• What are the different categories of data sources and what related data sets can be collected and used to describe, measure and compare these initiatives in the stakeholders’ territories and across European cities (including unconventional and big data sources)?
  • What are the main conditions and potential blocking factors for collecting, processing and analysing those data sets?
  • What are the strengths, weaknesses, opportunities, and threats (SWOTs) of these different kinds of initiatives regarding their impacts in territories? In particular, how do the cultural, demographic and economic dimensions of these territories relate to the SWOTs of these typologies?
  • How do local, national and EU policies relate to the SWOT’s of these typologies? To which extent are multi-level policy strategies and instruments playing or could they play a role in mitigating negative impacts and increasing positive impacts on an urban level?
  • What are the main urban policy recommendations and guidelines based on the analysis, both in the study areas covered by the activity but also generally throughout the EU?

Main outcomes

  • Territorial evidence on the impact and potential (environmental, economic, social, governance improvement, etc.) of Urban Circular Collaborative Economy initiatives.
  • Evidence (example cases and instruments) on the correlation between multi-level policies (entrepreneurial, educational and training, urban planning, etc.) and the success or failure of Urban Circular Collaborative Economy initiatives.
  • Evidence on the correlation between cultural dimensions (power distance, masculinity-feminity, individualistic-collectivistic, etc.) and the success or failure of Urban Circular Collaborative Economy initiatives.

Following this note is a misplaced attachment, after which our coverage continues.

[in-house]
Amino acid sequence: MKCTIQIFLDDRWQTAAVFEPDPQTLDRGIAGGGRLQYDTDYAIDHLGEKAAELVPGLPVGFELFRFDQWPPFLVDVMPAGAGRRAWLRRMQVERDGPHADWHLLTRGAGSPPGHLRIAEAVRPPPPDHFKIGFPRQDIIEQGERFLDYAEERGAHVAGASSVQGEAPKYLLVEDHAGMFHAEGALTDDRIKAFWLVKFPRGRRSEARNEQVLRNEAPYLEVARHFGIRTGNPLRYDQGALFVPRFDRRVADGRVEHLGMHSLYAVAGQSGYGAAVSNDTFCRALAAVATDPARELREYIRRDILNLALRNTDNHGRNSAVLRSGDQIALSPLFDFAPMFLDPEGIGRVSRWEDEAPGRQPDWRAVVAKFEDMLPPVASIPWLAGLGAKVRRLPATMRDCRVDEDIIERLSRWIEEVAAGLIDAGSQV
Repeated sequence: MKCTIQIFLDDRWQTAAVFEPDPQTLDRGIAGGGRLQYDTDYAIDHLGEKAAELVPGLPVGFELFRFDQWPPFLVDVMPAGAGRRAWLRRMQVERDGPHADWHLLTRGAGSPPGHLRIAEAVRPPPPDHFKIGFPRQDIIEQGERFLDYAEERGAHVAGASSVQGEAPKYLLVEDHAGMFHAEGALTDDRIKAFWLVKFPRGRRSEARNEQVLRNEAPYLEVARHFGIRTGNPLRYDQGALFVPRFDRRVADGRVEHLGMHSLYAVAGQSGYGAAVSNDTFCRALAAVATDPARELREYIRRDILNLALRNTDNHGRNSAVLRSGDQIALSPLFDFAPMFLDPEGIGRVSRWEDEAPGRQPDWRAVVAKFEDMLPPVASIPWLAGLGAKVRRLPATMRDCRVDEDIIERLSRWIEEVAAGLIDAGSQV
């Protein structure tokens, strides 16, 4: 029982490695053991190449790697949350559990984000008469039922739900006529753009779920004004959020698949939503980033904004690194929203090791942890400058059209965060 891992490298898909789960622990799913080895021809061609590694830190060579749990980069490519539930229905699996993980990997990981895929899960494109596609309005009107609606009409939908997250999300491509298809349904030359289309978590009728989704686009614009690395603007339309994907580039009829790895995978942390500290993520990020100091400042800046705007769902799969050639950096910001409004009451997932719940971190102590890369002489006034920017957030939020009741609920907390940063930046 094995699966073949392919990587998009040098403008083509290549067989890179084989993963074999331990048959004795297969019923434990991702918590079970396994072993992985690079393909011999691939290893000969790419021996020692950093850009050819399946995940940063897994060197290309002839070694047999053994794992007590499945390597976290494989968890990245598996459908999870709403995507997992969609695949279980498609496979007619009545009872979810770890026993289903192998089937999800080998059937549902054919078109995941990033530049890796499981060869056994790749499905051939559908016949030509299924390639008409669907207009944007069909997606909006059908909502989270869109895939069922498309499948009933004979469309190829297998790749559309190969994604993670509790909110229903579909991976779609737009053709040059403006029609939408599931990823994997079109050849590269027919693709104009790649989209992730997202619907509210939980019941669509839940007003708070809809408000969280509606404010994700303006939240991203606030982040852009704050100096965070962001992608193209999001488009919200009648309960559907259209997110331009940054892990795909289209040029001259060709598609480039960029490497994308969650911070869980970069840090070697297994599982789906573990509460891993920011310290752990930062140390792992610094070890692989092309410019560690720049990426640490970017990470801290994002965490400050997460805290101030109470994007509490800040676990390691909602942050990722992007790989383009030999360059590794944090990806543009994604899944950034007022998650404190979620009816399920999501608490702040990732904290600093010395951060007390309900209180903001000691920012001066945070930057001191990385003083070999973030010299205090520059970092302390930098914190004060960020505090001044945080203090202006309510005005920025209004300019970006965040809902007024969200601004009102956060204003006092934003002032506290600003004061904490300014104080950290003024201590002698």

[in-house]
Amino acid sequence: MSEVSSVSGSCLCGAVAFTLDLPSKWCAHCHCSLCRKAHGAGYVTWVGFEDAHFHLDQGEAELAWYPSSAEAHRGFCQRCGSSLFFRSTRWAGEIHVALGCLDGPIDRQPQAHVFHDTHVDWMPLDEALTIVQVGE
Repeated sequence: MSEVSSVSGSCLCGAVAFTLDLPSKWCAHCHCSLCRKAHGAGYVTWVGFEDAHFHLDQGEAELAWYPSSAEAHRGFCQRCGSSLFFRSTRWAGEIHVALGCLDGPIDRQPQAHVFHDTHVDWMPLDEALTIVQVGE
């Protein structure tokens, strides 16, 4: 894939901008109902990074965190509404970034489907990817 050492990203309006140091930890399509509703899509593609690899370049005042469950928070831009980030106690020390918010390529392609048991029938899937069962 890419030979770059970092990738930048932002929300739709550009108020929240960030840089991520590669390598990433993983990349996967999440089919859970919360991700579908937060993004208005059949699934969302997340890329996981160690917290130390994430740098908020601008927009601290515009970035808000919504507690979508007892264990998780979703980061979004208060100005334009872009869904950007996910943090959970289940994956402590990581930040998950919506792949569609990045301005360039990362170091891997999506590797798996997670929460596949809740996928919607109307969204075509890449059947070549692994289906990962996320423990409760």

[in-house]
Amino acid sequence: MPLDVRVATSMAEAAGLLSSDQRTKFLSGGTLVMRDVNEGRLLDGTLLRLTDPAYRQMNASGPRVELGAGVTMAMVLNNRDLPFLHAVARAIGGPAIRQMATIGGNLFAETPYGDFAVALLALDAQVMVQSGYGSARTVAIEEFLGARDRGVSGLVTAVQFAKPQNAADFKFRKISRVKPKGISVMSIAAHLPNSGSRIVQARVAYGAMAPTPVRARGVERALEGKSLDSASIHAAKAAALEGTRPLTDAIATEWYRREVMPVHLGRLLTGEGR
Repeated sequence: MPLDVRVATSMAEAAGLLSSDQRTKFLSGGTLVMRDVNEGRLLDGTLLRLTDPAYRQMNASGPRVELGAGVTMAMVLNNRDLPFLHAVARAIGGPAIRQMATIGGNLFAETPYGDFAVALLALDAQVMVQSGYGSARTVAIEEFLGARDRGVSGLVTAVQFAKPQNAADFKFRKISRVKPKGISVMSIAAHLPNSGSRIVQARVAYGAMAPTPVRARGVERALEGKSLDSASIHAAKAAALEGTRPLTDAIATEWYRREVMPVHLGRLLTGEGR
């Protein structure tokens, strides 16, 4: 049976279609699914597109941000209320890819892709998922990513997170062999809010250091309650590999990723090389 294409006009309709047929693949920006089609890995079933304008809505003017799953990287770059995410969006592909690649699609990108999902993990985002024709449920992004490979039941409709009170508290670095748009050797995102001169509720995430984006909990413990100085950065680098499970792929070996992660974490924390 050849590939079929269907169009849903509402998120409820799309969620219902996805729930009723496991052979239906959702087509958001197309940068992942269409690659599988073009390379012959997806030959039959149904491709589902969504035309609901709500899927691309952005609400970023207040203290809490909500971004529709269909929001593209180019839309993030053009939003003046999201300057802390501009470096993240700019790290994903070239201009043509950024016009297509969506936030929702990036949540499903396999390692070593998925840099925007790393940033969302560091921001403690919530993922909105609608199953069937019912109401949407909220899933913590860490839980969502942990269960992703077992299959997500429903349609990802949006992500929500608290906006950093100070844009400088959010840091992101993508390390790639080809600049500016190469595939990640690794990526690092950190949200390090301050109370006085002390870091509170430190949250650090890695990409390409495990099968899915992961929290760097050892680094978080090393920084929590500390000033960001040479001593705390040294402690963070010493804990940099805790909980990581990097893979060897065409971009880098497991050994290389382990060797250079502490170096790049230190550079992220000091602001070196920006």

• In order to describe the evidence, detailed case studies in the stakeholders’ territories (including identification and analysis of local data sources, a set of maps, practical examples and policy recommendations to answer stakeholders’ needs…).
  • A practical guide describing evidence-based policy recommendations to provide appropriate support to these UCCE initiatives in other European contexts.

Stakeholders

  • The city of The Hague, NL (lead stakeholder).
  • The city of Prato, IT.
  • The city of Maribor, SI.
  • The Public Waste Agency of Flanders on behalf of the Flemish Region, BE.
  • The Greek Ministry of Environment and Energy: Social and Solidarity Economy, GR.
  • The city of Porto, PO.
  • The Association of Cities and Regions for sustainable resource management (ACR+), BE.

The City of Oslo, coordinator of the Urban Agenda Partnership on Circular Economy is taking part in the steering committee of this project as an observer.

Contractors

  • VVA Brussels sprl, BE (lead contractor)
  • ÖIR GmbH, OE
  • SHARE NL, NL

Budget

€ 231 800,00

Lifetime

January 2019 – January 2020

Deliveries 

  • Inception delivery, 8 February 2019
  • Interim delivery, 8 May 2019
  • Draft Final delivery, 8 October 2019
  • Final delivery, 8 January 2020

Contact

Caroline Clause (Financial Expert) caroline.clause@espon.eu